Dec. 19, 2011
By Jon Cooper
Duane Ferrell was a big star who knew how to play big.
A Baltimore, Md., native, McDonald’s All-American who came to Tech after leading Calvert Hall to a National Championship in 1982, Ferrell starred in Atlanta from 1985 through 1988. He was a solid two-way player, who left as Georgia Tech’s third all-time leading scorer (he’s currently ninth), scoring 1,818 points (14.3 ppg) and is one of 16 players with 1,000 points and 500 rebounds (he pulled down 668 boards). He ranks in the top 20 in school career marks in just about every offensive category, from scoring average and field goals made and attempted to assists, even games and starts. During the 1987-88 season, Ferrell and Tom Hammonds were a dominant 1-2 scoring punch that combined for 1,162 points (Ferrell had 595, Hammonds, 567) and still ranks as the school’s sixth most-potent scoring tandem.
Upon graduating from Tech, Ferrell played 11 seasons in the NBA, six of them with the Atlanta Hawks, averaging 6.4 points and 1.9 rebounds.
He came back to Atlanta following his retirement from the NBA and is beginning his fourth year working with the Hawks as their Player Relations and Programs Manager.
The former ACC Rookie of the Year spoke recently with Sting Daily about how excited he is about the state of Georgia Tech basketball and first-year Head Coach Brian Gregory, and how jazzed he is about where the Jackets are playing this year and especially where they will be playing next year.
STING DAILY: How much are you enjoying the fact that the Yellow Jackets will be playing home games at Philips Arena?
FERRELL: It’s going to make it a lot easier for me. I can just walk right outside the office and I’m in Philips Arena in the practice facility and they’re on the main floor. I’ll get to see them quite a bit. I’ll be talking to some of the season-ticket holders. It will be good feeling having them in the same building beside the Hawks and for me to get to work with one then with the other one, get to participate and then sit back and enjoy the other one.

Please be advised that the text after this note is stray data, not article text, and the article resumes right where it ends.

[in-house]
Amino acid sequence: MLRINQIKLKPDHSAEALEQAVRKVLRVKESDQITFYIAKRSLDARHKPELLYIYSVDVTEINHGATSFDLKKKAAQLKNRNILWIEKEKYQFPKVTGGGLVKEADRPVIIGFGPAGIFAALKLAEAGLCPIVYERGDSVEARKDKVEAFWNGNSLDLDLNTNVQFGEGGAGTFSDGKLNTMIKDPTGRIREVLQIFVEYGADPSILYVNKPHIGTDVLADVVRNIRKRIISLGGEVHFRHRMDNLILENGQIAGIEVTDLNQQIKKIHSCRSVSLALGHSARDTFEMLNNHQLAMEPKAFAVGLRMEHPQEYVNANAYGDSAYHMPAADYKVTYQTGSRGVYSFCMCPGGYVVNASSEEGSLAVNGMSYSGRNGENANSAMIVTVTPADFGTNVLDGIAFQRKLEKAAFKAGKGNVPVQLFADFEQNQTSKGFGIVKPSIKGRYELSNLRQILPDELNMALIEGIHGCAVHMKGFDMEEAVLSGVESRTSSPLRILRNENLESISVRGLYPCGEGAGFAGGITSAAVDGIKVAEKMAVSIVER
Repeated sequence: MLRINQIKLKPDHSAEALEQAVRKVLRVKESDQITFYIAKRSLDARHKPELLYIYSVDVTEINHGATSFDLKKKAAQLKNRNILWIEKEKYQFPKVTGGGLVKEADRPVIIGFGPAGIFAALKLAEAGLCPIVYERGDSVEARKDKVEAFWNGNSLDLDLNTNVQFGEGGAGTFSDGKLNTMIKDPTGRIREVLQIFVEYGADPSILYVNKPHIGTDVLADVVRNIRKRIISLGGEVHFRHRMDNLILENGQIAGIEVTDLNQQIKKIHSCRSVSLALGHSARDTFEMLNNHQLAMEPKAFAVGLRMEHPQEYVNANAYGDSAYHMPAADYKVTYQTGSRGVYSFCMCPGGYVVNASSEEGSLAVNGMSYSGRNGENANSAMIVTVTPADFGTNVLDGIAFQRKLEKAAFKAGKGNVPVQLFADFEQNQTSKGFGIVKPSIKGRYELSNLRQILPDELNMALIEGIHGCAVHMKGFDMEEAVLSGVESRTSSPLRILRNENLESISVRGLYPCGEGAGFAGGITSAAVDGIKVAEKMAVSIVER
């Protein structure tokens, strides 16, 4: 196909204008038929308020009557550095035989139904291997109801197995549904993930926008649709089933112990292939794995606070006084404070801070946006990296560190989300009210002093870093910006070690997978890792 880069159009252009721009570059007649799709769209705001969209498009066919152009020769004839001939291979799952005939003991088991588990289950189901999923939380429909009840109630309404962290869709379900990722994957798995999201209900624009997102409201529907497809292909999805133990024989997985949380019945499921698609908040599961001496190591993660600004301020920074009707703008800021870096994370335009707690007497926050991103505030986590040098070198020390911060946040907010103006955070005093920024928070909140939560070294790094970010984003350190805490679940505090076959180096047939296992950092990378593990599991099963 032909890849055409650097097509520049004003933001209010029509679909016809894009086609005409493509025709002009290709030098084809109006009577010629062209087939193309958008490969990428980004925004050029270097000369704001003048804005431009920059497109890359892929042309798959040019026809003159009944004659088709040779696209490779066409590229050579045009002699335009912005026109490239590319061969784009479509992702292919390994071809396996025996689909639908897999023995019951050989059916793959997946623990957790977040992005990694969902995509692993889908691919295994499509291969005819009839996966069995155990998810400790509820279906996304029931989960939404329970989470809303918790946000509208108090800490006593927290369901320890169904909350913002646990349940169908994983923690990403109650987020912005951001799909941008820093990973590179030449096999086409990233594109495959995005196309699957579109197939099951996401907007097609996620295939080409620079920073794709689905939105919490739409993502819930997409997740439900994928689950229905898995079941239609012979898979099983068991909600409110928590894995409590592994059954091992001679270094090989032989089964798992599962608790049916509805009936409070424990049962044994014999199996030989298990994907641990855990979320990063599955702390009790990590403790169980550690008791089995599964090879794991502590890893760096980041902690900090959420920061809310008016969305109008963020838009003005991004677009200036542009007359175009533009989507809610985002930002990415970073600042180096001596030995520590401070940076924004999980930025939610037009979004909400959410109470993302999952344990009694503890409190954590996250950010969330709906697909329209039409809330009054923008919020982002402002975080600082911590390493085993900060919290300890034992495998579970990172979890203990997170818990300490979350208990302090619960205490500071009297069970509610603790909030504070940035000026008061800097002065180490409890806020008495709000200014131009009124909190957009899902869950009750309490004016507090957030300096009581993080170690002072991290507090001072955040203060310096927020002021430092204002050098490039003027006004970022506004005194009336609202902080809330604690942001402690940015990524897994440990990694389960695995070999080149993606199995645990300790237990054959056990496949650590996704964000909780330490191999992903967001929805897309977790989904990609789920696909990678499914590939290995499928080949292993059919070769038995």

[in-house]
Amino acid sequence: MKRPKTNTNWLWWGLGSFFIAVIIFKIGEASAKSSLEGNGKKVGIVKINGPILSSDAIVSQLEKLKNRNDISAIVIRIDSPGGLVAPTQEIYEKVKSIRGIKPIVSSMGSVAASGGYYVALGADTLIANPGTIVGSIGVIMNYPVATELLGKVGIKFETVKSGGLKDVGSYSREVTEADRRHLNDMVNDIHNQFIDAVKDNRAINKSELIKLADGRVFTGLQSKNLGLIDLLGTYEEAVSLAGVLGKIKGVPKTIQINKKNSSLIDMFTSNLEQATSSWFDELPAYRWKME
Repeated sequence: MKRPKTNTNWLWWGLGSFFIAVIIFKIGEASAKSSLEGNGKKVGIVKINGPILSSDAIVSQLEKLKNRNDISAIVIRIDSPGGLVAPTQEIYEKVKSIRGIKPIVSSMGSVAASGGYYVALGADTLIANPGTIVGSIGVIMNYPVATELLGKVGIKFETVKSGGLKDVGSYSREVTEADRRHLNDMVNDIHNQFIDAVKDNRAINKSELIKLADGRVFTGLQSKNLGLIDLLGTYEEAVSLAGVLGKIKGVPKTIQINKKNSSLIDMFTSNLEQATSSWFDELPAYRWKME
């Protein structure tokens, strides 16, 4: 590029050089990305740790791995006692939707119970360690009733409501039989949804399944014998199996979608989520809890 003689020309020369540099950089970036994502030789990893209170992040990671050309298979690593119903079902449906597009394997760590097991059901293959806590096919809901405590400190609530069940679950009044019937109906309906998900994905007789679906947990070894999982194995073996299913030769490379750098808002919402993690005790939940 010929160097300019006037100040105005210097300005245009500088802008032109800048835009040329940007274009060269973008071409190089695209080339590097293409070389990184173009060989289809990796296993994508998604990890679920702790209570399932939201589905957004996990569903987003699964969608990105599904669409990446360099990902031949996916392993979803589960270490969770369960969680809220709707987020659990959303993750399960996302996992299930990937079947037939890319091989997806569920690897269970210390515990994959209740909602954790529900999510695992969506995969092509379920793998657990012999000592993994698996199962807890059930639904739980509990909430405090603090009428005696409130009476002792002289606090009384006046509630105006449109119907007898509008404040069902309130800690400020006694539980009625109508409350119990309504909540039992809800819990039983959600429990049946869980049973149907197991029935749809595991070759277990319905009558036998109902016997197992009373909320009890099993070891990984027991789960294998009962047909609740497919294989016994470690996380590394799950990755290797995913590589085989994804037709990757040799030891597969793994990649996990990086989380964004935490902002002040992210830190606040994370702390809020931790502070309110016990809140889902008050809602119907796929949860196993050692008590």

SD: How’s the family? Are any of your children continuing your basketball legacy?
FERRELL: My oldest son is 21. He’s at Georgia State. I have a middle son who’s a freshman at Tuskeegee. My youngest is in the ninth grade and is playing varsity for Rockdale High School. None of them play basketball but my youngest. My daughter, she just lives here and works with my wife. Out of all my kids, my youngest one has the passion. So I’m going to continue to push him like I did the other ones. But they wanted to go off and do something different and I’m totally fine with that. They’re good kids.
SD: With the Jackets playing at Philips Arena, will you get out to see more games?
FERRELL: We always would like to see them at their home court, because with the alumni and the fan base and all the season-ticket holders, it’s an advantage. When I played there it was always an advantage. The student body was great and excited and loud. For me, this will kind of help me out a little bit because our schedules kind of conflicted over the years. It’s a good thing. I think I’m really going to enjoy this year.
SD: What is your favorite memory of Thrillerdome?
FERRELL: The tunnel that used to be in the middle of the court, where just before the game started you could hear the fans getting really excited because they knew we were about to come out. We got together as a team in that tunnel and stood midway up the tunnel and got ourselves excited and pumped up to go out there on the floor. Then that run from the top of the tunnel on down and coming out on that court and the Georgia Tech music comes on. That was a tremendous feeling.
SD: What are your thoughts on the new facility?
FERRELL: I’ve been hearing so many great things. I was over at the Athletic Association [a few] weeks ago and saw what they had done over there. Coach [Gregory] has done a tremendous job with putting a lot of the history back where it should be, on the walls, in his office. So when former players come back they get to see the history, they get to see the legacy, everything that was done in the past and up to the present. It’s a tremendous recruiting tool. What I saw there, I can’t imagine what it’s going to be like when the new building is finished.
SD: What are your thoughts on Coach Gregory and his reaching out to the former players?
FERRELL: I’m very impressed with what he’s done with the former players, welcoming us back and involving us with his present team and with recruiting and things like that. Just getting an opportunity to watch the team that he has in place right now, taking that and getting the most out of it. I was really impressed with the defense of the team. What I’ve seen so far, I know from a standpoint of being around basketball for a long time, defense wins championships and he’s getting off to a good start. I’m looking forward to seeing a lot of Georgia Tech games. It’s a fun time. I feel the buzz, like when I was a player. I feel like it’s on its way back.